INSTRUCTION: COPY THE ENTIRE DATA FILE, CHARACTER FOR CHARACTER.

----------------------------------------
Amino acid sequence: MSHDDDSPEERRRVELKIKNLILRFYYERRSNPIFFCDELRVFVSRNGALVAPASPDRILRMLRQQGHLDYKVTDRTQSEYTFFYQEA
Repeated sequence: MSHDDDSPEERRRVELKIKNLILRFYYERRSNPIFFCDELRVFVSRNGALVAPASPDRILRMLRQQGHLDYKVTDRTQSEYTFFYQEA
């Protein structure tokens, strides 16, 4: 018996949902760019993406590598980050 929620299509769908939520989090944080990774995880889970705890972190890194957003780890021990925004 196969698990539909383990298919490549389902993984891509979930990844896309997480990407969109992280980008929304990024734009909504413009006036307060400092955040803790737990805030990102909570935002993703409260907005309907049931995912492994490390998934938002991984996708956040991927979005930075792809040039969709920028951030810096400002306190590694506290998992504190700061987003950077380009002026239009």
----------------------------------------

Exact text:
Amino acid sequence: MSHDDDSPEERRRVELKIKNLILRFYYERRSNPIFFCDELRVFVSRNGALVAPASPDRILRMLRQQGHLDYKVTDRTQSEYTFFYQEA
Repeated sequence: MSHDDDSPEERRRVELKIKNLILRFYYERRSNPIFFCDELRVFVSRNGALVAPASPDRILRMLRQQGHLDYKVTDRTQSEYTFFYQEA
């Protein structure tokens, strides 16, 4: 018996949902760019993406590598980050 929620299509769908939520989090944080990774995880889970705890972190890194957003780890021990925004 196969698990539909383990298919490549389902993984891509979930990844896309997480990407969109992280980008929304990024734009909504413009006036307060400092955040803790737990805030990102909570935002993703409260907005309907049931995912492994490390998934938002991984996708956040991927979005930075792809040039969709920028951030810096400002306190590694506290998992504190700061987003950077380009002026239009």